Michael Jordan

Jordan and the Bulls sliced through the Blazers in six games to earn their second straight title.


Just a few days into the season, Magic Johnson delivered the shocking news that he had contracted the human immunodeficiency virus (HIV) that causes AIDS. Johnson announced that he would retire immediately from the NBA and devote his time to educating the public about HIV and AIDS. Just like that, a 12-year NBA career which included five NBA titles and three Most Valuable Player Awards was over. The season would also prove to be the last for Larry Bird, who played through enormous back pain to appear in 45 games, averaging 20.2 ppg.

While two of the NBA's all-time greats were leaving the scene, the Chicago Bulls and their superstar Michael Jordan were just getting started. Not satisfied with the club-record 61 wins of a season ago, the Bulls improved to 67-15, tying for the fourth-best season mark in NBA history. The incandescent Jordan won his third MVP Award and sixth straight scoring title, but he averaged only 30.1 ppg, his lowest average in six seasons. More than ever, Jordan worked to capitalize on the burgeoning talents of Scottie Pippen (21 ppg) and Horace Grant (14.2 ppg, 10 rpg). Cleveland, with All-Stars Mark Price and Brad Daugherty, won 57 games to tie Portland for the league's second-best record. The Cavaliers played well all season, but had no answer for Jordan and succumbed in six games in the Eastern Conference Finals. Portland, hungry to get back to the Finals after a disappointing Playoffs in 1991, defeated the Lakers, Phoenix and tough Utah, which had All-Stars John Stockton and Karl Malone, to gain the Finals for the second time in three seasons. Just as in 1990, the Trail Blazers managed a split on the road in the first two games. But Chicago took two of three in Portland and staged a remarkable comeback at home in Game 6 to repeat as NBA Champions.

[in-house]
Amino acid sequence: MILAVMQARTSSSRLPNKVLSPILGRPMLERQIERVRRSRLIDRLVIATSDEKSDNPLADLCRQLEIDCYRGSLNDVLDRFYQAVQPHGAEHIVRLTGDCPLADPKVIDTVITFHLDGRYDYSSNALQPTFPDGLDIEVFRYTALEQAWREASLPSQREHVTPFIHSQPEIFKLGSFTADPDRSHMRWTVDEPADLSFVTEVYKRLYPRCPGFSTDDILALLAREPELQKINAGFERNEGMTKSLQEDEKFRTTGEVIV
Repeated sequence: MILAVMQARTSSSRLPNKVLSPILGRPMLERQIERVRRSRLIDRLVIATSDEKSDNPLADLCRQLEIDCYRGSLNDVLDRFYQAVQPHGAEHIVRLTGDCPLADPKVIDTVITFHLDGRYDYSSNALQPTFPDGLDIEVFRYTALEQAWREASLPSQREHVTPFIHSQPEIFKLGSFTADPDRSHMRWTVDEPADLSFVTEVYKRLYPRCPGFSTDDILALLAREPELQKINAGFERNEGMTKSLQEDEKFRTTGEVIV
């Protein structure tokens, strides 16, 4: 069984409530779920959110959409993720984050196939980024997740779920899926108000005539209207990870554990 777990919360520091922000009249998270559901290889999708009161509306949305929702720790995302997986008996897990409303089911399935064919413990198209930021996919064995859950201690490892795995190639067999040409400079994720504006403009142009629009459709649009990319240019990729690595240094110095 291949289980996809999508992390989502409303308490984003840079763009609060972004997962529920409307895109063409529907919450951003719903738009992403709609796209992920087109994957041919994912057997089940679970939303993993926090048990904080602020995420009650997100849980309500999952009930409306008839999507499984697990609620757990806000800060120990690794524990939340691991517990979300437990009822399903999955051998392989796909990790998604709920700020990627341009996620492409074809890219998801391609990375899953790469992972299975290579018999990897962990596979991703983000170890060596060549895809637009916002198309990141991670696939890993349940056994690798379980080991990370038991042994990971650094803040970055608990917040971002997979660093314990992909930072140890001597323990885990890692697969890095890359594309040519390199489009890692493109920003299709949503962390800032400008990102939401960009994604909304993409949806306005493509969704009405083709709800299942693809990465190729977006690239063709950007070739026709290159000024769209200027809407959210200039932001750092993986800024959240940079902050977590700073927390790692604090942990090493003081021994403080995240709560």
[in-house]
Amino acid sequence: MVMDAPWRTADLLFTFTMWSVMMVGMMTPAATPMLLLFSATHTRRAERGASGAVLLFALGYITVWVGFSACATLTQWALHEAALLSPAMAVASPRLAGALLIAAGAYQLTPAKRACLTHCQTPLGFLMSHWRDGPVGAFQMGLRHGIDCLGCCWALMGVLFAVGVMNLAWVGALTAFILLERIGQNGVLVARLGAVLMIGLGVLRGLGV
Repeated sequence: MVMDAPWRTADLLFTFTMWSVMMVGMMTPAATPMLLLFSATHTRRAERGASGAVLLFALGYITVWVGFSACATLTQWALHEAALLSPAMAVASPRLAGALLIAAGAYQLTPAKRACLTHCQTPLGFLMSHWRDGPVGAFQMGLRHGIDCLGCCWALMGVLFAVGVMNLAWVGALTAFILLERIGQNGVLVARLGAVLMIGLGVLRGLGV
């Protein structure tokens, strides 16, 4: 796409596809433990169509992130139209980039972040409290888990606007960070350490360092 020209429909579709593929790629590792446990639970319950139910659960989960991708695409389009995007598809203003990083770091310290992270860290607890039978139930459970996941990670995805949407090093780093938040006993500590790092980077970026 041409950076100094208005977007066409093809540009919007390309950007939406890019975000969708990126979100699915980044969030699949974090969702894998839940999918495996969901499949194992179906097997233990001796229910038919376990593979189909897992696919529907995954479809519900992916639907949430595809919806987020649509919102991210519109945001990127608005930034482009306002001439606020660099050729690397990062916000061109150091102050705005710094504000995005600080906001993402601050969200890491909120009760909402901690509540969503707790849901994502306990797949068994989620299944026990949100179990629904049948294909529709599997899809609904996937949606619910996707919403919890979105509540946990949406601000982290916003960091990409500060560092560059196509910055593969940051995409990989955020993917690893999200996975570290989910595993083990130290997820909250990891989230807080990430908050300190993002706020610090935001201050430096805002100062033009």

Larry Bird played his final season in 1991-1992.

KEY RESERVES PROPEL BULLS TO TITLE
Portland had taken it on the chin at home, losing two of three games to return to Chicago down 3-2 in the Finals. Most expected an easy triumph for the Bulls in Game 6, but after three quarters, the Trail Blazers led 79-64 and seemed ready to push the series to a seventh game. But a lineup of Pippen plus reserves Scott Williams, B.J. Armstrong, Bobby Hansen and Stacey King turned the tide, outscoring the Trail Blazers 14-2 to open the fourth quarter and cut the seemingly insurmountable lead to 81-78. Jordan and Pippen took over from there, scoring the Bulls' last 19 points to grab the series from the stunned Trail Blazers.

"We needed a different matchup," Bulls Coach Phil Jackson explained afterward. "That's what we got from those young guys. They had fresh legs. Either it's daring or stupid, depending on which way it comes out."

Score one for daring.